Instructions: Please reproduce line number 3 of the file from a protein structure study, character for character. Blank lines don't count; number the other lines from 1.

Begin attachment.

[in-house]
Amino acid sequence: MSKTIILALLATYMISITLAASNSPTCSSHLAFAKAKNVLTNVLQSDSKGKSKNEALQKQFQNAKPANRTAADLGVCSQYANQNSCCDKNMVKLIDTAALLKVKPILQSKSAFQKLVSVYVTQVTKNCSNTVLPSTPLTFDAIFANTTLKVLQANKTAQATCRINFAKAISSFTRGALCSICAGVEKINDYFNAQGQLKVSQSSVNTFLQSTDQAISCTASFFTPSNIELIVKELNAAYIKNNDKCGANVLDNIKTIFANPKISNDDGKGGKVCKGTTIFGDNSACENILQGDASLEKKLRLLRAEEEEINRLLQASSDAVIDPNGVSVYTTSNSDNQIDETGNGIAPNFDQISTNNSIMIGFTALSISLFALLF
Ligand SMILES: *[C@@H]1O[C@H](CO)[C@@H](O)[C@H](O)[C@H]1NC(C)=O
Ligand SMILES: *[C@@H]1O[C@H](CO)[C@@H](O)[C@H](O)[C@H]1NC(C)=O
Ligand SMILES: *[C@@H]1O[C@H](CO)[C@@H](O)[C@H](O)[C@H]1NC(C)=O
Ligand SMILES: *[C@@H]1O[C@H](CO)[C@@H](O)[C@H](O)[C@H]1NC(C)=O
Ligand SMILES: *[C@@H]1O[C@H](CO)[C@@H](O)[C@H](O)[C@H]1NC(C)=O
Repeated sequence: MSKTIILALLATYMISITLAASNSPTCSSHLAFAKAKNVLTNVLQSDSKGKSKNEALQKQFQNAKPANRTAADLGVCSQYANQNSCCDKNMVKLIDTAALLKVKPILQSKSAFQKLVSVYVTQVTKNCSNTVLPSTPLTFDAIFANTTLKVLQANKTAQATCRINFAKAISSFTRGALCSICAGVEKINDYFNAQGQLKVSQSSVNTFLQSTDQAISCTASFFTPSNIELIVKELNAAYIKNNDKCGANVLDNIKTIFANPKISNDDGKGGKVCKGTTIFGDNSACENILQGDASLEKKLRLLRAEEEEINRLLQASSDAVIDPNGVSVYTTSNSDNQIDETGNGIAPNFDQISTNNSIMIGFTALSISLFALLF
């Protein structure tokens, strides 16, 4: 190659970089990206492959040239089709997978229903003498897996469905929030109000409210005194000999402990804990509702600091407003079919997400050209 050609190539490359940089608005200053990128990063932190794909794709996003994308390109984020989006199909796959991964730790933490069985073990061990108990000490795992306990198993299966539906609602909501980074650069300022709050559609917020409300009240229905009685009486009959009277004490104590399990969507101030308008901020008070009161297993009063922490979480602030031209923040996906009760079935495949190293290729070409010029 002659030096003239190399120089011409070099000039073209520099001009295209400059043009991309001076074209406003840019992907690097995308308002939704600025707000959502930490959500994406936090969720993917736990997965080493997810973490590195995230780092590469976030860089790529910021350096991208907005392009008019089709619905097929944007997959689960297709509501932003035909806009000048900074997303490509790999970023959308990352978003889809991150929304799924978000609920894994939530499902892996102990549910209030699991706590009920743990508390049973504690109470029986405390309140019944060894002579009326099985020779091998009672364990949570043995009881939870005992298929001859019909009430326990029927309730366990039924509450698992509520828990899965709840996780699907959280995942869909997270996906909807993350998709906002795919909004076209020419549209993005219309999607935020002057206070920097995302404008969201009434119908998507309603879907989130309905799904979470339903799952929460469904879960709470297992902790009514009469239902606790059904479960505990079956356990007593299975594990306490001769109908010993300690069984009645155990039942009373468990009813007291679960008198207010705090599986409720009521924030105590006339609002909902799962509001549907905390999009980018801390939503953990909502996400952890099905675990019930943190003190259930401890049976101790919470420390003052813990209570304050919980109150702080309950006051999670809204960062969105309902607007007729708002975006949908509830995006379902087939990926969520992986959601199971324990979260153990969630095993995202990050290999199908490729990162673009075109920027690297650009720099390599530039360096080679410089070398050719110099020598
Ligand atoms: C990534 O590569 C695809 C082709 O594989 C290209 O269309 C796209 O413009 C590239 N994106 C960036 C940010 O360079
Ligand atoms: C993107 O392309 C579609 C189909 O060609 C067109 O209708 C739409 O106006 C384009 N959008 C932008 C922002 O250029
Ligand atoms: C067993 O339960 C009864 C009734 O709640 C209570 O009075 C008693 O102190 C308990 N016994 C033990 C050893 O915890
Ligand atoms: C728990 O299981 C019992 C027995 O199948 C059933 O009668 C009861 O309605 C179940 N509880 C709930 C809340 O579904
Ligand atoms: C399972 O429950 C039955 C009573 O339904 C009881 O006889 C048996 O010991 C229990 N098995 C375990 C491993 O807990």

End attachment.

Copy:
Ligand SMILES: *[C@@H]1O[C@H](CO)[C@@H](O)[C@H](O)[C@H]1NC(C)=O